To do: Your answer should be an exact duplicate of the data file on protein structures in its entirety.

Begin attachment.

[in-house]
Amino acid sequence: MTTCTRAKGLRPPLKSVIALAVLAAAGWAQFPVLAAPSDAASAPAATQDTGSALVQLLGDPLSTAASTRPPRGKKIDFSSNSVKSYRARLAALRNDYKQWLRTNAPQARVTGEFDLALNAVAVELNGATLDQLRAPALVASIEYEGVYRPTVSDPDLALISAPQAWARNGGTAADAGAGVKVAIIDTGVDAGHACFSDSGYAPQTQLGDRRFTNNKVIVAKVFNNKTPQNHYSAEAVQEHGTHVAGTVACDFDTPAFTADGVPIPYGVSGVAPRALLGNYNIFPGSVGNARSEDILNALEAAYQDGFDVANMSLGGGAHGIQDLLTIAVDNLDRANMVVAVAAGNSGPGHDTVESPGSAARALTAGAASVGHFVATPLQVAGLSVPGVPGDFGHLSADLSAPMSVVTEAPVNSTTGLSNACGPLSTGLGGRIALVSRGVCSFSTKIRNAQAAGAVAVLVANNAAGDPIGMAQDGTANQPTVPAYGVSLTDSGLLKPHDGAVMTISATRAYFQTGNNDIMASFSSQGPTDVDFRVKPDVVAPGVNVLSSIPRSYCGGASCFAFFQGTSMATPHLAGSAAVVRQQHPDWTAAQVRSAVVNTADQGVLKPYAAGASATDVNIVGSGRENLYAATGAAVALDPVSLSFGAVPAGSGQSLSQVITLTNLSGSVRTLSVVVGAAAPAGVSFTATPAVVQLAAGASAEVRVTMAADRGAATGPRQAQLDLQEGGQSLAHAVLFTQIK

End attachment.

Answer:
[in-house]
Amino acid sequence: MTTCTRAKGLRPPLKSVIALAVLAAAGWAQFPVLAAPSDAASAPAATQDTGSALVQLLGDPLSTAASTRPPRGKKIDFSSNSVKSYRARLAALRNDYKQWLRTNAPQARVTGEFDLALNAVAVELNGATLDQLRAPALVASIEYEGVYRPTVSDPDLALISAPQAWARNGGTAADAGAGVKVAIIDTGVDAGHACFSDSGYAPQTQLGDRRFTNNKVIVAKVFNNKTPQNHYSAEAVQEHGTHVAGTVACDFDTPAFTADGVPIPYGVSGVAPRALLGNYNIFPGSVGNARSEDILNALEAAYQDGFDVANMSLGGGAHGIQDLLTIAVDNLDRANMVVAVAAGNSGPGHDTVESPGSAARALTAGAASVGHFVATPLQVAGLSVPGVPGDFGHLSADLSAPMSVVTEAPVNSTTGLSNACGPLSTGLGGRIALVSRGVCSFSTKIRNAQAAGAVAVLVANNAAGDPIGMAQDGTANQPTVPAYGVSLTDSGLLKPHDGAVMTISATRAYFQTGNNDIMASFSSQGPTDVDFRVKPDVVAPGVNVLSSIPRSYCGGASCFAFFQGTSMATPHLAGSAAVVRQQHPDWTAAQVRSAVVNTADQGVLKPYAAGASATDVNIVGSGRENLYAATGAAVALDPVSLSFGAVPAGSGQSLSQVITLTNLSGSVRTLSVVVGAAAPAGVSFTATPAVVQLAAGASAEVRVTMAADRGAATGPRQAQLDLQEGGQSLAHAVLFTQIK